Another question that arises from the ‘local repository’ issue is how you share your changes with other developers. Well, even though you work with your own repository, you can have certain branches track branches on remote machines. When you are ready, you can push changes in your local repository up to the remote server, or fetch changes that others have made on the remove server. So, ultimately, Git allows you to collaborate just as easily as Subversion, only it makes the development process itself more satisfying, because you can easily create and move between private branches offline.
Git and Subversion Sittin’ in the Bath…
My initial reluctance to checkout Git — pun fully intended — stemmed somewhat from the fact that I work on projects that are married to Subversion, and I thought that even if I liked Git, in practice, I couldn’t use it on any project. This was not true.
Git includes a command called
git-svn, which allows you to checkout code from a subversion repository, and then work with it locally with Git. When you are ready, you can upload your changes to the subversion repository, which doesn’t even need to know you are using Git. Neither do your co-workers. So you get all of the advantages of Git branching, without having to convince everyone to switch.
The Git Workflow
I’ve only been using Git for a short time, but I already have a few insights into how it will change the way I work. With Subversion, I would typically carry out small changes, like bug fixes, in a working copy of my source code checked out from the trunk. This would allow me to keep up with the latest changes in the repository, and easily commit my own fixes, but it had one big disadvantage: I couldn’t commit changes until I had something working, or the trunk would stop working. This means I wasn’t getting any of the advantages of regular commits, and if a particular bug turned out to result in considerable changes, I didn’t really have the safety net that an SCM system should offer.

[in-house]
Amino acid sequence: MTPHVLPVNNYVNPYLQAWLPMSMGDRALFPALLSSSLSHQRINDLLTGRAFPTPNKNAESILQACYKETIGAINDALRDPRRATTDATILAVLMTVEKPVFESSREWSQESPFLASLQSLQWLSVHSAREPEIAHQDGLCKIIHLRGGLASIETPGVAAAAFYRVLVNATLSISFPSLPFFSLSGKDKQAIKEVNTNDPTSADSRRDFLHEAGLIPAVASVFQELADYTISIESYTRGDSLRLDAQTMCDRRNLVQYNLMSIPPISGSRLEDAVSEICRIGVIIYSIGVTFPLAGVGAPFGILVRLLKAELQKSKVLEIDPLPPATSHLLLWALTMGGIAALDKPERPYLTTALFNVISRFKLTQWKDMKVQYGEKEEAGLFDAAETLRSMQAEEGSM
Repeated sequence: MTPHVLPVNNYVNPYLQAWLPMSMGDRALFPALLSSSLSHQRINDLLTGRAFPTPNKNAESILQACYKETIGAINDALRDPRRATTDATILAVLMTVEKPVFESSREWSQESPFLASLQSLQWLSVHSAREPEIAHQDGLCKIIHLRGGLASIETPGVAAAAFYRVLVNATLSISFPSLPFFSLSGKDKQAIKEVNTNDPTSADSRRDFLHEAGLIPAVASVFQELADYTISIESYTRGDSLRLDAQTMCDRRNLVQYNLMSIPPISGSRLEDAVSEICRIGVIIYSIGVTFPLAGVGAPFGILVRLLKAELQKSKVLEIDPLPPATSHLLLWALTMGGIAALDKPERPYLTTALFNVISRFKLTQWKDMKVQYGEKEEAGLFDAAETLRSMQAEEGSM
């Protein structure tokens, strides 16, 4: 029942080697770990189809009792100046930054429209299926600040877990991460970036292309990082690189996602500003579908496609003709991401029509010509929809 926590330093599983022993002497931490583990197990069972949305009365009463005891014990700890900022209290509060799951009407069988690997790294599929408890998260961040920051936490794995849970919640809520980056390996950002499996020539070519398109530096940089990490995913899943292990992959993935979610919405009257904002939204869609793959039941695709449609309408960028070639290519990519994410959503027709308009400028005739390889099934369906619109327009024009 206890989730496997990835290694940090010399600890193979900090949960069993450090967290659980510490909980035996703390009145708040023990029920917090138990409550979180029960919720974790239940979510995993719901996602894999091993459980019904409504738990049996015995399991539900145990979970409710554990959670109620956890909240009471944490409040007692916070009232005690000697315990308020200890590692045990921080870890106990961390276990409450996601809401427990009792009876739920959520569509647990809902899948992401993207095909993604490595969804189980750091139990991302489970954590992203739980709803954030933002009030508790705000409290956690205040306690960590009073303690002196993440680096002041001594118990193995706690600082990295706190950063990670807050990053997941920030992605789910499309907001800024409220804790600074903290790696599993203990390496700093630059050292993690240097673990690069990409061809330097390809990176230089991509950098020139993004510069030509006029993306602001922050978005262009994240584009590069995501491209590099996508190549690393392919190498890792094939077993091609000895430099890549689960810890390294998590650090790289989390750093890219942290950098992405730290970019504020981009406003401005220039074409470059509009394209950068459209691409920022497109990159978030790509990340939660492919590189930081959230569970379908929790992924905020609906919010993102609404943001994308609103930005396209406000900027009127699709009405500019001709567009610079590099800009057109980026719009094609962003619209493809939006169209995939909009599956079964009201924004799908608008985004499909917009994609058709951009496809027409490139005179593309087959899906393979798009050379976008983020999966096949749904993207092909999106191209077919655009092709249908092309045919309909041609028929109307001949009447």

For more major changes, I would usually create a separate branch, and checkout the source into a separate working copy. So creating a new branch would mean a full checkout of maybe a million lines of code, and then a full build. It also meant wasted disk space, because I had a full working copy for each branch, and one for the trunk.
With Git, the workflow is different: You checkout one ‘working copy’, which becomes your local repository. You then create as many branches as you like, each of which takes up virtually no space at all, and just as little time. You then switch between different branches as needed; switching is very fast, much faster than the equivalent operation in Subversion. Because you only have one ‘checkout’ of the source code, you do not duplicate build products like object files and libraries. This saves time and space.
Go Git It
I’m still very new to Git, but I am starting to see the light. I git it, and so should you. If you need more convincing, I recommend the PeepCode screencast, and — for Subversion users — there is a good site that compares Git commands to their Subversion equivalents. Very helpful.
Git is easy to build and install, working straight out of the box for me on Mac OS X 10.5. The Git web site provides all the answers.